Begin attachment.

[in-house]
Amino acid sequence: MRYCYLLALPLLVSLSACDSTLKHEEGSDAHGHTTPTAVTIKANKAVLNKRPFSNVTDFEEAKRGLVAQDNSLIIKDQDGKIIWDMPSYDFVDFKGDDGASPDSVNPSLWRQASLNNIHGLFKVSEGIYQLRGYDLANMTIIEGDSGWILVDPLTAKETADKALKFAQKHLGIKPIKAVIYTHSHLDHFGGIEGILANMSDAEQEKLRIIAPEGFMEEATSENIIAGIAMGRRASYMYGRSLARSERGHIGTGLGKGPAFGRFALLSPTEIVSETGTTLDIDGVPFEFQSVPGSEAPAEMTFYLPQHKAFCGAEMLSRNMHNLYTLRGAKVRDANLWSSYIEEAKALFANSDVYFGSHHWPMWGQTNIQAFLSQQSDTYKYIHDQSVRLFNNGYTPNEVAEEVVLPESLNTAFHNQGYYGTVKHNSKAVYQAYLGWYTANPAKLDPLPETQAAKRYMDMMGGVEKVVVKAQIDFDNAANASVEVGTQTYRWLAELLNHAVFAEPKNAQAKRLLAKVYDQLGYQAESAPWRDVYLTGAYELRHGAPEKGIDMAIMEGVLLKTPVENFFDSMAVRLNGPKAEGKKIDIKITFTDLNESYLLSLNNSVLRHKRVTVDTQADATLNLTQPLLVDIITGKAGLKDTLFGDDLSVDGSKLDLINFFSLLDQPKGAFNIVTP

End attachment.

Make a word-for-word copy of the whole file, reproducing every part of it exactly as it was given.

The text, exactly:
[in-house]
Amino acid sequence: MRYCYLLALPLLVSLSACDSTLKHEEGSDAHGHTTPTAVTIKANKAVLNKRPFSNVTDFEEAKRGLVAQDNSLIIKDQDGKIIWDMPSYDFVDFKGDDGASPDSVNPSLWRQASLNNIHGLFKVSEGIYQLRGYDLANMTIIEGDSGWILVDPLTAKETADKALKFAQKHLGIKPIKAVIYTHSHLDHFGGIEGILANMSDAEQEKLRIIAPEGFMEEATSENIIAGIAMGRRASYMYGRSLARSERGHIGTGLGKGPAFGRFALLSPTEIVSETGTTLDIDGVPFEFQSVPGSEAPAEMTFYLPQHKAFCGAEMLSRNMHNLYTLRGAKVRDANLWSSYIEEAKALFANSDVYFGSHHWPMWGQTNIQAFLSQQSDTYKYIHDQSVRLFNNGYTPNEVAEEVVLPESLNTAFHNQGYYGTVKHNSKAVYQAYLGWYTANPAKLDPLPETQAAKRYMDMMGGVEKVVVKAQIDFDNAANASVEVGTQTYRWLAELLNHAVFAEPKNAQAKRLLAKVYDQLGYQAESAPWRDVYLTGAYELRHGAPEKGIDMAIMEGVLLKTPVENFFDSMAVRLNGPKAEGKKIDIKITFTDLNESYLLSLNNSVLRHKRVTVDTQADATLNLTQPLLVDIITGKAGLKDTLFGDDLSVDGSKLDLINFFSLLDQPKGAFNIVTP